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Wall Street Lowered Expectations for This Stock, But It Got NASA’s Attention

Monday, October 7th, 2013
By for Profit Confidential

Wall Street Lowered Expectations for This StockIn any market, innovation spawns opportunity. While equity market conditions matter for companies that are raising capital, new industries are perpetually being born with the invention and adoption of new technology.

One industry that’s in its early stages and well worth your attention over the coming quarters is three-dimensional (3D) printing. This industry is very much on the cusp of migrating to the consumer’s level. It’s a very interesting investment theme for risk-capital investors.

One company we looked at previously is The ExOne Company (XONE). This company was one of the most successful initial public offerings (IPOs) this year, but the stock retrenched significantly after an earnings miss. However, ExOne’s failure to meet expectations does not mean that this innovative company won’t become a burgeoning enterprise.

ExOne is based in North Huntington, P.A., and it manufactures 3D printing machines that help industrial customers in the aerospace, energy, automobile, and heavy machinery sectors create prototype parts for their respective businesses. ExOne builds its printing machines in the U.S. and Germany, and a full expansion is underway.

In its most recent quarter, the second quarter of 2013 (ended June 30), ExOne generated $9.2 million in total revenues. Approximately 63% of these sales were for 3D printing machines and micromachinery, with 37% of sales coming from other related products and materials. This compares to total sales of $4.7 million in the second quarter of 2012.

According to the company, it sold four of its largest 3D printing machines to customers in Japan, the U.S., Russia, and India.

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Revenues for the first six months in 2013 were $17.2 million, compared to $7.4 million, for a gain of 132%.

While the company is spending on research and development, it’s spending more on selling, general, and administrative expenses. Like most newly listed stocks, ExOne incurred quite a bit of expenses in effecting its IPO.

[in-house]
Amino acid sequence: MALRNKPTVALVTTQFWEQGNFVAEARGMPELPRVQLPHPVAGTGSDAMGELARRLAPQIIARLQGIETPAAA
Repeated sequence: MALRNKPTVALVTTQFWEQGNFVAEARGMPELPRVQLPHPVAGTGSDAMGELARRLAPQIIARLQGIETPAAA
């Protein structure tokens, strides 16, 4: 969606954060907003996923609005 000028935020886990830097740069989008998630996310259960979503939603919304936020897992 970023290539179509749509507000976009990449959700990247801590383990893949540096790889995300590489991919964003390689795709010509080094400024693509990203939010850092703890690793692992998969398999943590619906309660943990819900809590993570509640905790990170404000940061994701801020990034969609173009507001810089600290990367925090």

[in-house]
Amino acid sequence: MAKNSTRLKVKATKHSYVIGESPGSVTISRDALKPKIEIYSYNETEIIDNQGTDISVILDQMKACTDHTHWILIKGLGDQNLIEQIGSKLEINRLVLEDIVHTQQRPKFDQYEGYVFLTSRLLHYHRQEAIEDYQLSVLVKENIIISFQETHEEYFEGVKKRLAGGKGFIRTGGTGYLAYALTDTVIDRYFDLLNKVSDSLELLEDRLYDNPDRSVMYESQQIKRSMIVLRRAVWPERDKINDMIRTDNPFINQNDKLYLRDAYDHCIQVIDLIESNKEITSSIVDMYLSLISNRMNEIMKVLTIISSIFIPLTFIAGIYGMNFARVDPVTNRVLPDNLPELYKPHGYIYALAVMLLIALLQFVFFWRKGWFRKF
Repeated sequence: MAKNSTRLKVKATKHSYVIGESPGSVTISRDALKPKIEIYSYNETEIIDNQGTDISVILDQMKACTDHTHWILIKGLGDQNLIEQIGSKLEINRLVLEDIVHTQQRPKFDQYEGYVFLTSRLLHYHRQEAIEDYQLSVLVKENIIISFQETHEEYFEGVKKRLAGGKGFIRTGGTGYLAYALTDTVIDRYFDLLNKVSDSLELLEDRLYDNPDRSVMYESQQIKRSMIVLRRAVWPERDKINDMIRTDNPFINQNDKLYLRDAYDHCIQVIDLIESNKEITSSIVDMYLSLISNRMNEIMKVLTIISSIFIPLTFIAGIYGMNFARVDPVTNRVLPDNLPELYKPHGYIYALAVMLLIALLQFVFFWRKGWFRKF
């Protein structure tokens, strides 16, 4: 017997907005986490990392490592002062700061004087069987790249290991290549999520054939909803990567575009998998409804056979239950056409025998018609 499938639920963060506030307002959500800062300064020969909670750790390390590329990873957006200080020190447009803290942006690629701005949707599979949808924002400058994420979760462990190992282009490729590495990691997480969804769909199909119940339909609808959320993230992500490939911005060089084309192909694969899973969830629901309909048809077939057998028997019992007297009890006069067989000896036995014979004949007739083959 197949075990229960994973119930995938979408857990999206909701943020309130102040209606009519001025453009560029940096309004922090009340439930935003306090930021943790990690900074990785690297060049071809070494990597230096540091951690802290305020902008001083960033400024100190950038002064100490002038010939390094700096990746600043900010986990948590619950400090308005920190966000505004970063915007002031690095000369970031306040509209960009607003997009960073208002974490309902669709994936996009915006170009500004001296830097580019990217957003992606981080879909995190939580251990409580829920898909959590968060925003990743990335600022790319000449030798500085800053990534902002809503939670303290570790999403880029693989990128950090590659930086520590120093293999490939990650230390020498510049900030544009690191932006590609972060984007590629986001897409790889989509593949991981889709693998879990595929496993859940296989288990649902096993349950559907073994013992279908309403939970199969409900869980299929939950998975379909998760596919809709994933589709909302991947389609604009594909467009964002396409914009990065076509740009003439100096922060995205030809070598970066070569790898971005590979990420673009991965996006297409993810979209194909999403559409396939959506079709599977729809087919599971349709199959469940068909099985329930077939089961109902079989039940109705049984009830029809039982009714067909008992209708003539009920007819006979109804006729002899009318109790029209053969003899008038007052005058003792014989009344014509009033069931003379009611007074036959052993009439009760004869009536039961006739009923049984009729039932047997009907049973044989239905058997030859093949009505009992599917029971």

The company said its adjusted earnings before interest, taxes, depreciation, and amortization (EBITDA) were a loss of $300,000 in the second quarter of 2013, up from a loss of $2.7 million in the comparable quarter.

Net loss attributable to the company was $1.12 million in the latest quarter, compared to $3.5 million. Many investors expected the company to be profitable in the second quarter. The resulting loss caused Wall Street analysts to lower their estimates for this year and next.

When ExOne’s share listed on the stock market, the position drifted initially; it then proceeded to advance almost 200% before experiencing a major retrenchment beginning in September. The company’s chart is featured below:

ExOne Company Chart

Chart courtesy of www.StockCharts.com

The big retrenchment was partially due to ExOne’s second loss, but also because of the further issuance of new shares by the company and selling insiders. It isn’t a surprise that the company hit up the equity market for more cash, especially considering how strong the stock performed.

IPOs can be very tough equity securities to trade because valuation is often trumped by expectation. But ExOne is a company with a determined growth path. The Street currently estimates sales to grow just under 70% this year and over 50% again in 2014. (See “Hot IPOs Emerging in This Lucrative Sector.”)

3D printing is a relatively new industry and should be on every speculative investor’s radar. NASA plans to launch a toaster-sized 3D printer into space next year so astronauts can make plastic tools and parts as needed. This is a technology that’s going to grow significantly this decade.

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Mitchell Clark - Equity Markets Specialist, Financial AdvisorMitchell Clark, B. Comm. is a Senior Editor at Lombardi Financial specializing in large- and micro-cap stocks. He’s the editor of a variety of popular Lombardi Financial newsletters, such as Income for Life and Micro-Cap Reporter. Mitchell, who has been with Lombardi Financial for 17 years, won the Jack Madden Prize in economic history and is a long-time student of equity markets. Prior to joining Lombardi, Mitchell was as a stock broker for a large investment bank. Add Mitchell Clark to your Google+ circles

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